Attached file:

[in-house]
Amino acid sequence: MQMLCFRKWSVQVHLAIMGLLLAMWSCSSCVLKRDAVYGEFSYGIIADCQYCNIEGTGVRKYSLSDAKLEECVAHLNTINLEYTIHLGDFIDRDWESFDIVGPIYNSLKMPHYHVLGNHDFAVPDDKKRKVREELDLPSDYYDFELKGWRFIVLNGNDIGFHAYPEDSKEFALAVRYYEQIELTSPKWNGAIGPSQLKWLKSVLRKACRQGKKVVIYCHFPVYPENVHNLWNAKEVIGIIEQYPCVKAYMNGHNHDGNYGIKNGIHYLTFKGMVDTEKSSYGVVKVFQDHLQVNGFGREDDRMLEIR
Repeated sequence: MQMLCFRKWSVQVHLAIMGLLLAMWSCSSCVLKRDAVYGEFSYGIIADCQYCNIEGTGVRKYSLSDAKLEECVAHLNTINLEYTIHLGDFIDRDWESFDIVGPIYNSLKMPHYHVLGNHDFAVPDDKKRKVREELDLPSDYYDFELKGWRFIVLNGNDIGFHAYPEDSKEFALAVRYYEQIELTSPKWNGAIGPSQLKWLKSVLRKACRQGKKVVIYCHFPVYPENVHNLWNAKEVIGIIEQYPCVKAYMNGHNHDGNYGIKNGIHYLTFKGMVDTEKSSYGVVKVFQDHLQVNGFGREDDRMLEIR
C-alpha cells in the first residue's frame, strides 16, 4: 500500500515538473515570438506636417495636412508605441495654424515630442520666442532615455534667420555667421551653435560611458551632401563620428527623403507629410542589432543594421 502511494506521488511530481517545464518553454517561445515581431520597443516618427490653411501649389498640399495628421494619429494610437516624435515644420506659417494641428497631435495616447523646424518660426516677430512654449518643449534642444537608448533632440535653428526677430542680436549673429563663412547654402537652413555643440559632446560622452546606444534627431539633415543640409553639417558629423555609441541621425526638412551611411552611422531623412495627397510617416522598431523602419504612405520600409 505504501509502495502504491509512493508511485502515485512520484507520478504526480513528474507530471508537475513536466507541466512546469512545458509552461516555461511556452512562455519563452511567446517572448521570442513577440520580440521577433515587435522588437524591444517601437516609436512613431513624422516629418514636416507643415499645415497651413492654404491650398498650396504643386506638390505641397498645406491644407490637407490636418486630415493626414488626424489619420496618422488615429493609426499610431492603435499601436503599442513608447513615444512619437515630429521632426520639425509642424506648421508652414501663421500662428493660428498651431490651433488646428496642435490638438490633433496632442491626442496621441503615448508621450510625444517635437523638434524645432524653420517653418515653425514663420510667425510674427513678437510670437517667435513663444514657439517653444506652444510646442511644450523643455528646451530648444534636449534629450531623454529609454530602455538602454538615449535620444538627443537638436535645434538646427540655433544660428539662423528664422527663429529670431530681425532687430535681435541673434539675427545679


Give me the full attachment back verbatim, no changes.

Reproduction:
[in-house]
Amino acid sequence: MQMLCFRKWSVQVHLAIMGLLLAMWSCSSCVLKRDAVYGEFSYGIIADCQYCNIEGTGVRKYSLSDAKLEECVAHLNTINLEYTIHLGDFIDRDWESFDIVGPIYNSLKMPHYHVLGNHDFAVPDDKKRKVREELDLPSDYYDFELKGWRFIVLNGNDIGFHAYPEDSKEFALAVRYYEQIELTSPKWNGAIGPSQLKWLKSVLRKACRQGKKVVIYCHFPVYPENVHNLWNAKEVIGIIEQYPCVKAYMNGHNHDGNYGIKNGIHYLTFKGMVDTEKSSYGVVKVFQDHLQVNGFGREDDRMLEIR
Repeated sequence: MQMLCFRKWSVQVHLAIMGLLLAMWSCSSCVLKRDAVYGEFSYGIIADCQYCNIEGTGVRKYSLSDAKLEECVAHLNTINLEYTIHLGDFIDRDWESFDIVGPIYNSLKMPHYHVLGNHDFAVPDDKKRKVREELDLPSDYYDFELKGWRFIVLNGNDIGFHAYPEDSKEFALAVRYYEQIELTSPKWNGAIGPSQLKWLKSVLRKACRQGKKVVIYCHFPVYPENVHNLWNAKEVIGIIEQYPCVKAYMNGHNHDGNYGIKNGIHYLTFKGMVDTEKSSYGVVKVFQDHLQVNGFGREDDRMLEIR
C-alpha cells in the first residue's frame, strides 16, 4: 500500500515538473515570438506636417495636412508605441495654424515630442520666442532615455534667420555667421551653435560611458551632401563620428527623403507629410542589432543594421 502511494506521488511530481517545464518553454517561445515581431520597443516618427490653411501649389498640399495628421494619429494610437516624435515644420506659417494641428497631435495616447523646424518660426516677430512654449518643449534642444537608448533632440535653428526677430542680436549673429563663412547654402537652413555643440559632446560622452546606444534627431539633415543640409553639417558629423555609441541621425526638412551611411552611422531623412495627397510617416522598431523602419504612405520600409 505504501509502495502504491509512493508511485502515485512520484507520478504526480513528474507530471508537475513536466507541466512546469512545458509552461516555461511556452512562455519563452511567446517572448521570442513577440520580440521577433515587435522588437524591444517601437516609436512613431513624422516629418514636416507643415499645415497651413492654404491650398498650396504643386506638390505641397498645406491644407490637407490636418486630415493626414488626424489619420496618422488615429493609426499610431492603435499601436503599442513608447513615444512619437515630429521632426520639425509642424506648421508652414501663421500662428493660428498651431490651433488646428496642435490638438490633433496632442491626442496621441503615448508621450510625444517635437523638434524645432524653420517653418515653425514663420510667425510674427513678437510670437517667435513663444514657439517653444506652444510646442511644450523643455528646451530648444534636449534629450531623454529609454530602455538602454538615449535620444538627443537638436535645434538646427540655433544660428539662423528664422527663429529670431530681425532687430535681435541673434539675427545679